A California appeals court in late July 2012 held that a taxpayer could apportion its income to California using the Multistate Tax Compact’s evenly weighted three-factor formula, despite statutory language mandating the use of a three-factor double-weighted sales formula for general corporations, .
The Gillette Co. v. Franchise Tax Board, No. A130803 (Cal. Ct. App. July 24, 2012).
On August 9, 2012, the California appeals court ordered a rehearing—on the court’s own motion—in
Gillette, and vacated the July 24 decision.
Summary of July 2012 decision
The appeals court’s original decision was based on federal law regarding interstate compacts and its view that when California became a signatory to the Multistate Tax Compact, it entered into a binding agreement that, absent repeal of the compact in its entirety, obligated it to offer multistate taxpayers the option of using the Compact’s allocation and apportionment provisions. See
California lawmakers enacted the Multistate Tax Compact in 1974 (codified at Cal. Rev. & Tax. Code § 38006). The compact provides that taxpayers have the option of using the UDITPA allocation and apportionment rules or using state-specific apportionment provisions.
In 1993, the California legislature amended Cal. Rev. & Tax. Code § 25128 to provide that “notwithstanding” Cal. Rev. & Tax. Code § 38006, all business income for general corporations “shall” be apportioned to the state using a double-weighted sales factor formula.
After the decision was issued in the case, the Franchise Tax Board (FTB) filed a petition for rehearing, and requested that court revisit:
- Whether the court had construed the meaning of the words “notwithstanding any other provision of law” and “shall” in Cal. Rev. & Tax. Code § 25128 consistently with well-settled principles of statutory construction, and
- If the court had done so, whether Cal. Rev. & Tax. Code § 25128—i.e., California’s method of disposing of the Compact election—was unconstitutional
Concurrently, counsel for the taxpayer filed a request to modify the opinion on the basis that:
- The court’s opinion included language suggesting that California had not withdrawn from the Multistate Tax Compact at the time the opinion was issued.
- California Senate Bill (S.B.) 1015, enacted June 27, 2012, raises a question as to whether California had withdrawn from the Multistate Tax Compact at the time the opinion was issued (note that there is a question as to whether S.B. 1015 itself is valid).
Accordingly, counsel for the taxpayer suggested changes to the opinion to reflect that California had not withdrawn from the compact at the time of the trial court’s decision and submission of the case to the court.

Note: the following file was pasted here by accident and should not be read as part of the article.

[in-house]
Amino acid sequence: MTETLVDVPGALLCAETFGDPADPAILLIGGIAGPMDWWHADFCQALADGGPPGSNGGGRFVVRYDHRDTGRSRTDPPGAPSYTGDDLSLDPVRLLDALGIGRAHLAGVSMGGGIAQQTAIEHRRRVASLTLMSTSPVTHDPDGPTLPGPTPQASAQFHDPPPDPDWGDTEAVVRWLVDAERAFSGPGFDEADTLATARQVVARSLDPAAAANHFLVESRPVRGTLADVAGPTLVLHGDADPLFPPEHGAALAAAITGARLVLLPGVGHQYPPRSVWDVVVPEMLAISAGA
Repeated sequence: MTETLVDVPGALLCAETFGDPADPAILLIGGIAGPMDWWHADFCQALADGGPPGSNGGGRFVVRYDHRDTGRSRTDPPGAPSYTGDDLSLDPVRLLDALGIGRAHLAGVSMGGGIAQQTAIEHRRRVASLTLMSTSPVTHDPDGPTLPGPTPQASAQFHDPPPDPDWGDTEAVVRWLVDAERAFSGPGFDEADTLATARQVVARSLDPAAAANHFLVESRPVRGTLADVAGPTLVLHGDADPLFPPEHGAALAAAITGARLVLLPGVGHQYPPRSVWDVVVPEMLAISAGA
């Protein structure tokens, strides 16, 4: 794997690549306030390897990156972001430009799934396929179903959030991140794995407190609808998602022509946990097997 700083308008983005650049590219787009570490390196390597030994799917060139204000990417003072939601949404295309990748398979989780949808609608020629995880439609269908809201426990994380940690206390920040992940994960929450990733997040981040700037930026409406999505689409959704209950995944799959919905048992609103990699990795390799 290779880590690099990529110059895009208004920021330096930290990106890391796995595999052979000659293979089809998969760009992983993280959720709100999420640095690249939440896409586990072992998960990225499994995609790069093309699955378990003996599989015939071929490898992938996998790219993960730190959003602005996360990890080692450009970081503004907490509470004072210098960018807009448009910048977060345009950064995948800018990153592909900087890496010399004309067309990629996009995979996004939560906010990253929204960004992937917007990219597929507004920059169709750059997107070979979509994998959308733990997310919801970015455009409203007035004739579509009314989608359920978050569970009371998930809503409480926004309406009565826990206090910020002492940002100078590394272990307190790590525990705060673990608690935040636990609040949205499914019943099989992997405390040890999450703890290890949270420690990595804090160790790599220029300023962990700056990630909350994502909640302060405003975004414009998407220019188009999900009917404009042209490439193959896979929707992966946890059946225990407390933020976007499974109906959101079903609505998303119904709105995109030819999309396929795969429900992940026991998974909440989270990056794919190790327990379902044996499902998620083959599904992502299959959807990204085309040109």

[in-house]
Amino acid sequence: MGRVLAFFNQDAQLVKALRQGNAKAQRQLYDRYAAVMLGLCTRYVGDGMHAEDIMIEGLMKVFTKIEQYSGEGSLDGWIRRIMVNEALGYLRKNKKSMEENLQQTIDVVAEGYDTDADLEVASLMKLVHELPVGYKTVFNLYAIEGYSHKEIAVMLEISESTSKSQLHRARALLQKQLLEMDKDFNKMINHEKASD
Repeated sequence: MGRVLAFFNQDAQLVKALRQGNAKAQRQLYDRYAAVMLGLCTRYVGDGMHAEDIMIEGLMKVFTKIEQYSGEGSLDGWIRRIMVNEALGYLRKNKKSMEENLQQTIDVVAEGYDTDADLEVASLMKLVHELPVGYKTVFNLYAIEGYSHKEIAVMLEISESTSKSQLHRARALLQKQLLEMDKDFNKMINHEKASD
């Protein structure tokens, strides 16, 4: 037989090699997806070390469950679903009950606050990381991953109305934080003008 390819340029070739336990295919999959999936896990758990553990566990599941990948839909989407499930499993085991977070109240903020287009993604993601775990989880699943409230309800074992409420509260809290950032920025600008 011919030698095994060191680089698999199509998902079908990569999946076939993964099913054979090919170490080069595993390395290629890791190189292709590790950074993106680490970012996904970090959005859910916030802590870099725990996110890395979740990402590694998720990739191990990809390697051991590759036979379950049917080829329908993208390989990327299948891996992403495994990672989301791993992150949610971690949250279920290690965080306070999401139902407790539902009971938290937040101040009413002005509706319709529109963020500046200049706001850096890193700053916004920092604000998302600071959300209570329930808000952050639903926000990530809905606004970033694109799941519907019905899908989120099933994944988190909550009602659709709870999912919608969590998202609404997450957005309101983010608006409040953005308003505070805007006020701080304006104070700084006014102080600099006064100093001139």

The appeals court granted neither the FTB’s petition for rehearing, nor the taxpayer’s request for modification. Rather, the court ordered a rehearing in the case “on its own motion and for good cause.”
It is unclear as to what will ultimately occur as a result of the rehearing. Tax professionals generally agreed that the original decision was well-reasoned and that it very clearly conveyed that a party to an interstate compact could not unilaterally amend, revoke, or nullify any provisions in the compact.
As such, it would be appear to be difficult for the court to reach a different conclusion on that issue.
Further, the court has not requested any additional briefing from the parties or amicus curiae.
In the interim, affected companies still need to actively evaluate, both in California and other full member compact states, how to file their 2011 returns and the potential benefits of filing amended returns.
For more information, contact a tax professional with KPMG’s State and Local Tax practice:
Doug Bramhall, (480) 459-3491
Scott Salmon, (202) 533-4202
John Harper, (213) 593-6704
* * * * *
ANY TAX ADVICE IN THIS COMMUNICATION IS NOT INTENDED OR WRITTEN BY KPMG TO BE USED, AND CANNOT BE USED, BY A CLIENT OR ANY OTHER PERSON OR ENTITY FOR THE PURPOSE OF (i) AVOIDING PENALTIES THAT MAY BE IMPOSED ON ANY TAXPAYER OR (ii) PROMOTING, MARKETING OR RECOMMENDING TO ANOTHER PARTY ANY MATTERS ADDRESSED HEREIN.
The information contained herein is of a general nature and based on authorities that are subject to change. Applicability of the information to specific situations should be determined through consultation with your tax adviser.
Back to top